Asphalt Pavement Magazine - May/June 2013 - (Page 20)
Sheldon G. Hayes Award
Building the Country’s Best:
The Sheldon G. Hayes Award
Edging out stiff competition, The Shelly Co. and Ohio Department of Transportation win
the asphalt pavement industry’s highest honor.
By Mary Lou Jay
hallenging conditions often bring out the
best in asphalt companies. Take the three
contenders for the 2012 Sheldon G. Hayes
Award: Cool autumn nights, shifting
schedules, different mix designs, and a
timetable that required 16-hour days for months on end.
Despite these challenges the 2012 winner — The
Shelly Co., Southern Division, an Oldcastle Materials
Co., of Thornville, Ohio — and finalists Norris Asphalt
Paving Co. of Ottumwa, Iowa; and Knife River Asphalt
Corp. – Idaho Division of Boise, Idaho, all persevered to
produce world-class pavements.
“All three of the projects were excellent,” said
Gene Skok, the independent highway engineer who
performs on-site inspections for the Sheldon G. Hayes
Award, examining each pavement for the quality of its
Before being considered for the Sheldon G. Hayes
Award, all three projects passed a rigorous screening.
The two-year qualification process for the award begins
when the contractor and road owner, usually the state
department of transportation, submit the project, which
must be a highway project using more than 50,000 tons
of asphalt, for a Quality in Construction (QIC) Award.
Pavement engineers at the National Center for
Asphalt Technology (NCAT) in Auburn, Ala., examine
test results submitted for each project and assign a
numerical score based on how well the contractor met
specifications and achieved density on the finished
pavement. All the pavements that meet a benchmark
figure receive a QIC Award.
20 • View past issues online at www.naylornetwork.com/nap-nxt
The year after a project wins a QIC Award, it may
be considered for the Sheldon G. Hayes Award. The
top-ranked projects from the previous year are tested
for smoothness, and then visually inspected by an
independent pavement engineer with many years of
experience in the industry.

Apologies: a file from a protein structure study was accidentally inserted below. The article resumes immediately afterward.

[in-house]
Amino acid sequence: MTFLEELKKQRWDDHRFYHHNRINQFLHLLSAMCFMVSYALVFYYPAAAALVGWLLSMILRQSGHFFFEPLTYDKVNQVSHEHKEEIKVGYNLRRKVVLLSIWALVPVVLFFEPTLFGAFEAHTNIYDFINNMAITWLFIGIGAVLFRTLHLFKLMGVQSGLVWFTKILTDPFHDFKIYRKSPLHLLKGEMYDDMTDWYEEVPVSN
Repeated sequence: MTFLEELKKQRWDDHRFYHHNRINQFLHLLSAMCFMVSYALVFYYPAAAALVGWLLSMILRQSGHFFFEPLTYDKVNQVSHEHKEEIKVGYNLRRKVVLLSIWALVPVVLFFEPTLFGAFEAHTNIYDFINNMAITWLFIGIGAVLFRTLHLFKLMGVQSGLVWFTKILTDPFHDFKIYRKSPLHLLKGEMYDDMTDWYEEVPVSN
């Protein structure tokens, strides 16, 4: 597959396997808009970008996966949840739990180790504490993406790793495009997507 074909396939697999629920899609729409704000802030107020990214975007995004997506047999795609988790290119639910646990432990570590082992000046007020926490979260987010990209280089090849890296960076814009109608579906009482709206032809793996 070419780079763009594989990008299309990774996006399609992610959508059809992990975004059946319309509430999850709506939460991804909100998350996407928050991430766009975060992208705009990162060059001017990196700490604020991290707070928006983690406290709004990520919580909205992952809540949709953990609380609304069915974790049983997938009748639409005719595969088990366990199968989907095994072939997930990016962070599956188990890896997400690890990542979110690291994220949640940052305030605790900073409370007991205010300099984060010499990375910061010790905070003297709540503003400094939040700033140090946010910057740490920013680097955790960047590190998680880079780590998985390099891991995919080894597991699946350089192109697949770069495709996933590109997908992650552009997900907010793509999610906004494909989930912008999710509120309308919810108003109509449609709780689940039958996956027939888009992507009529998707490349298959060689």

Skok said that the outstanding quality of this year’s
contenders made 2012 one of the toughest years yet for
making his recommendation for the Sheldon G. Hayes
“The pavements were all very well built, with very few
discernible cracks in any of them. It was obvious that
the mixes were well designed and very consistent as they
went through the construction,” Skok said.
The project had stood up well to two years of heavy
Winner: The Shelly Co., Southern Division,
an Oldcastle Materials Co.
Ohio Department of Transportation
I-70, Licking, Fairfield, and Franklin Counties, Ohio
Cool Nights, Warm Mix, Top Results
The award-winning project was for the mill and overlay
of 11.18 miles of I-70, beginning in Licking County near
the SR 158 exit and ending just past the SR 256 exit in
Franklin County in central Ohio. The pavement on this
four-lane interstate through central Ohio was cracked
and deteriorating when the job began.
The Shelly Co. worked at night on the project because
of the heavy traffic on the route; this segment of I-70 has
Table of Contents for the Digital Edition of Asphalt Pavement Magazine - May/June 2013
Meet the Chairman
Vancouver Adds Wax From Recycled Plastics to Warm Mix
Building the Country’s Best
Smooth Landings at Austin Executive Airport
2012 Quality in Construction Awards
Index of Advertisers/Advertisers.com
Asphalt Pavement Magazine - May/June 2013